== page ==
Press Award:

Temple University Press was especially pleased to be selected by the Association of American Geographers to receive the AAG Publication Award for 2016. This prize is conferred in recognition of exceptional and outstanding contributions to the discipline by publishers. It read:

At a time when many smaller university presses are shrinking, Temple University Press has distinguished itself by its continued commitment to and excellence in publishing insightful, thorough, and well written scholarship and research in Geography and Urban Studies.

The relationship between the Temple University Press and the discipline of geography goes back to the founding of the Press in 1969. Since that time, the Press has continued to publish important and innovative work on current social issues. Their publications in geography are focused on urban, political, and human geography.

Today, the geographic works published by the Temple University Press are recognized with major awards from a wide variety of organizations. Two recent publications in geography were awarded the “Outstanding Academic Title” by Choice Magazine.  Urban Studies titles have received awards from major academic and professional organizations in Anthropology, History, Sociology, Urban Studies and Planning, among others.

For their long-term commitment to publishing excellent research in geography, we honor Temple University Press with the AAG Publication Award.

Book Awards

Conceiving MasculinityLiberty Walther Barnes received the British Sociological Association’s Foundation for the Sociology of Health and Illness Book Prize for her book Conceiving Masculinity: Male Infertility, Medicine, and Identity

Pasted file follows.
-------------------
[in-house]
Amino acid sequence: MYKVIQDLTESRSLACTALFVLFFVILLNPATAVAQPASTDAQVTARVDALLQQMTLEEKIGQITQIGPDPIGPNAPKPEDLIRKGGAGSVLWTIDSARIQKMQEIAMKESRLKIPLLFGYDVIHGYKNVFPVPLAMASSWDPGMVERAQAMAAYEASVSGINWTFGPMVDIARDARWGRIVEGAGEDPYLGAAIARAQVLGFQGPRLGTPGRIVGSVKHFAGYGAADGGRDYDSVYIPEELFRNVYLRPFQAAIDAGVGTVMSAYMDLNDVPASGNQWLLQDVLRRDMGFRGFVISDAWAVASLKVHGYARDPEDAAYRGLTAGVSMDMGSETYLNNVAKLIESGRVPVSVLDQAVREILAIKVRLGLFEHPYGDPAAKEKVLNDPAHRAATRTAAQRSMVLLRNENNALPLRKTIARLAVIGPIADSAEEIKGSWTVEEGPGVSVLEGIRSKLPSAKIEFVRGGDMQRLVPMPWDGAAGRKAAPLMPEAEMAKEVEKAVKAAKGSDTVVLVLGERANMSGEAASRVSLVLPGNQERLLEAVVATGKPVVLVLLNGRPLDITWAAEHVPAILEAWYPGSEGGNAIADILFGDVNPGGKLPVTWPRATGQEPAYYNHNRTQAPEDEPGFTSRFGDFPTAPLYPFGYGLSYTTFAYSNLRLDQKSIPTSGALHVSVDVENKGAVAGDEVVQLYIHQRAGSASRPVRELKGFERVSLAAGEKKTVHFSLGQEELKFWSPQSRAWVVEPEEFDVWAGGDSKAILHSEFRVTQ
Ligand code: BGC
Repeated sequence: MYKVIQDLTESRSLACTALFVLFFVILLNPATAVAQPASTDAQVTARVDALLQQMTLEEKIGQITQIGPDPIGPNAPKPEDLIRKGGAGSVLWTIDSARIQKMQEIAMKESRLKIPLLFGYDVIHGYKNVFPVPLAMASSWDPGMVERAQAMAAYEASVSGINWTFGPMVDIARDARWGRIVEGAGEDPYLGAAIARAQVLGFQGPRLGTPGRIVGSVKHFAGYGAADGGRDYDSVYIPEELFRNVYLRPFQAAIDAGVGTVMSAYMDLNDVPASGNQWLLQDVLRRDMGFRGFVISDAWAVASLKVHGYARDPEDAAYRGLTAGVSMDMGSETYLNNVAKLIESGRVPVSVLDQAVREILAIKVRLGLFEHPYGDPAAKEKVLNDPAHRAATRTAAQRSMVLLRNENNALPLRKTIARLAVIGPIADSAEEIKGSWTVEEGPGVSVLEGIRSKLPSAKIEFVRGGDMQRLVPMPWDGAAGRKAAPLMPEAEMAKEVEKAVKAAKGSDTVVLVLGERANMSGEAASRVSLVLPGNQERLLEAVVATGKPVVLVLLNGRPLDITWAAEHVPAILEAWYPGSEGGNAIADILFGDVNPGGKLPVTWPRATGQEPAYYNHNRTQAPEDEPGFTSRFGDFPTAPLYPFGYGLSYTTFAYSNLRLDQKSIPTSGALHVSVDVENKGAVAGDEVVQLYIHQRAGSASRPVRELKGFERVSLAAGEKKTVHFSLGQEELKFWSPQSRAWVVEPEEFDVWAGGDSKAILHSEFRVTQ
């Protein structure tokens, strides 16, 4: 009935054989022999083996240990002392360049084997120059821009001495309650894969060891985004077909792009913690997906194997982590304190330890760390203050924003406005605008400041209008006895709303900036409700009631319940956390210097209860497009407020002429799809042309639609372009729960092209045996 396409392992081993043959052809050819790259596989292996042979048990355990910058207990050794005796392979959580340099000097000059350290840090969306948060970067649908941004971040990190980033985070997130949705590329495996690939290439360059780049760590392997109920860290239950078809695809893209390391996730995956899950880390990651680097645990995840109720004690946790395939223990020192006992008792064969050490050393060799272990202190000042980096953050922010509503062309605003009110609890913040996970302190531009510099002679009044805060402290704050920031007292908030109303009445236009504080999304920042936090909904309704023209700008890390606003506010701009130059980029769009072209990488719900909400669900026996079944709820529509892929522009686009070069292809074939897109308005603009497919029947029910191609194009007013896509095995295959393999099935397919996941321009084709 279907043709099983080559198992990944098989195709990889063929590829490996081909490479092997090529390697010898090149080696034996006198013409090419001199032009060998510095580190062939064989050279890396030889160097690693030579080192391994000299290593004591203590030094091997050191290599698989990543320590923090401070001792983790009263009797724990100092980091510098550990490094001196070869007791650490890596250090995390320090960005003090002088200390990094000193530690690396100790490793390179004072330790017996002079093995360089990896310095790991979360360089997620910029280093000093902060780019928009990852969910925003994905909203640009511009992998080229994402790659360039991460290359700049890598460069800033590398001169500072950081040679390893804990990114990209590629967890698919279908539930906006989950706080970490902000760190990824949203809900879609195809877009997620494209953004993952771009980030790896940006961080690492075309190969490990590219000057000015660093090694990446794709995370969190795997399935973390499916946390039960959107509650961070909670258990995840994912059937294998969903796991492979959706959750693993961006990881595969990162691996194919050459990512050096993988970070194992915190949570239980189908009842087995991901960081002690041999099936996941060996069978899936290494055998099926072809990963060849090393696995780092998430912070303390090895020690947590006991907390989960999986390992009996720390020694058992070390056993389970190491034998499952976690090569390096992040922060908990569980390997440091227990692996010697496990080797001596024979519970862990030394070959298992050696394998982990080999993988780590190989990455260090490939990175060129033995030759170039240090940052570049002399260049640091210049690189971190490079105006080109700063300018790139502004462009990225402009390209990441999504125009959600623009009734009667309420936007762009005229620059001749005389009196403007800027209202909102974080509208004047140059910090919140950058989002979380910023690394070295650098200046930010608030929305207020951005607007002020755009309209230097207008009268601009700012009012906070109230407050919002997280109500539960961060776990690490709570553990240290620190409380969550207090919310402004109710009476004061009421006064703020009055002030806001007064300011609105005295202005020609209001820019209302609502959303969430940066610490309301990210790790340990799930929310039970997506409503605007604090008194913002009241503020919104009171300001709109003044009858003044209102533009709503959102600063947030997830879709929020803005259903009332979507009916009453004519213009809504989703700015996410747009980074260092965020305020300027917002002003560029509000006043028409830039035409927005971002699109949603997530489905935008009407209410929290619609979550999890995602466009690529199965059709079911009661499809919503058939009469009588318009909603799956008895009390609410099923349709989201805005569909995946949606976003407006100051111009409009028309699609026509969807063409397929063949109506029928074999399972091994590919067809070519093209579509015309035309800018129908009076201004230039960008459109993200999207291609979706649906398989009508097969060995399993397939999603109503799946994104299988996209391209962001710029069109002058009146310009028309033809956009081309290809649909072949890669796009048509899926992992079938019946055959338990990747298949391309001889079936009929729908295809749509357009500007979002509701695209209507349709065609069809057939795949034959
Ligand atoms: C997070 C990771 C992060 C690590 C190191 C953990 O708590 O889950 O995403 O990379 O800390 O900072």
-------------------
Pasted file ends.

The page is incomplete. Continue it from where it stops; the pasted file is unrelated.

Softly with Feeling_smEdward Berger was honored with the Association for Recorded Sound Collections’ Award for Excellence in the category of Best Historical Research in Recorded Jazz, 2015 for his book Softly, with Feeling: Joe Wilder and the Breaking of Barriers in American Music.

Mobilizing Gay Singapore_sm Lynette Chua’s Mobilizing Gay Singapore: Rights and Resistance in an Authoritarian State received the Distinguished Book Award from the Sociology of Law Section of the American Sociological Association, 2015.

Reverse Engineering_sm Reverse Engineering Social Mediaby Robert Gehl won the Nancy Baym Book Award 2015, given by the Association of Internet Researchers for the best work in the field of Internet Studies.

Dominican Baseball_sm The North American Society for the Sociology of Sport presented its 2015 Outstanding Book Award to Dominican Baseball: New Pride, Old Prejudice by Alan Klein.

Chilean New Song_sm J. Patrice McSherry received the 2015 Cecil B. Currey Book Award from the Association of Third World Studies for her book, Chilean New Song: The Political Power of Music, 1960s-1973.

MinichCompFinal.indd The Modern Language Association’s 2015 Prize in United States Latina and Latino and Chicana and Chicano Literary Cultural Studies was awarded to Julie Avril Minich for her book, Accessible Citizenships: Disability, Nation, and the Cultural Politics of Greater Mexico.

Blue Juice_FNL_sm Patricia Morris’s Blue Juice: Euthanasia in Veterinary Medicinereceived the Midwest Sociological Society’s 2015 Distinguished Book Award.

Making a Global Immigrant_sm Making a Global Immigrant Neighborhood: Brooklyn’s Sunset Parkby Tarry Hum, received an Honorable Mention from the Association of Collegiate School’s of Planning‘s Paul Davidoff Award, 2015.

Disability and Passing_sm Dea H. Bolster, a contributor to Disability and Passing: Blurring the Lines of Identityedited by Jeffrey A. Brune and Daniel J. Wilson, received the Disability History Association Award for Best Book Chapter 2015.

Lifetime Achievement Award

1615_reg Green blackboard Knowledge LTD_sm The American Sociological Association convened its Marxist Sociology Lifetime Achievement Award, 2015 to the late Randy Martin, author of three Temple University Press titles, Financialization of Daily Life, Under New Management: Universities, Administrative Labor, and the Professional Turnand Knowledge LTD: Toward a Social Logic of the Derivative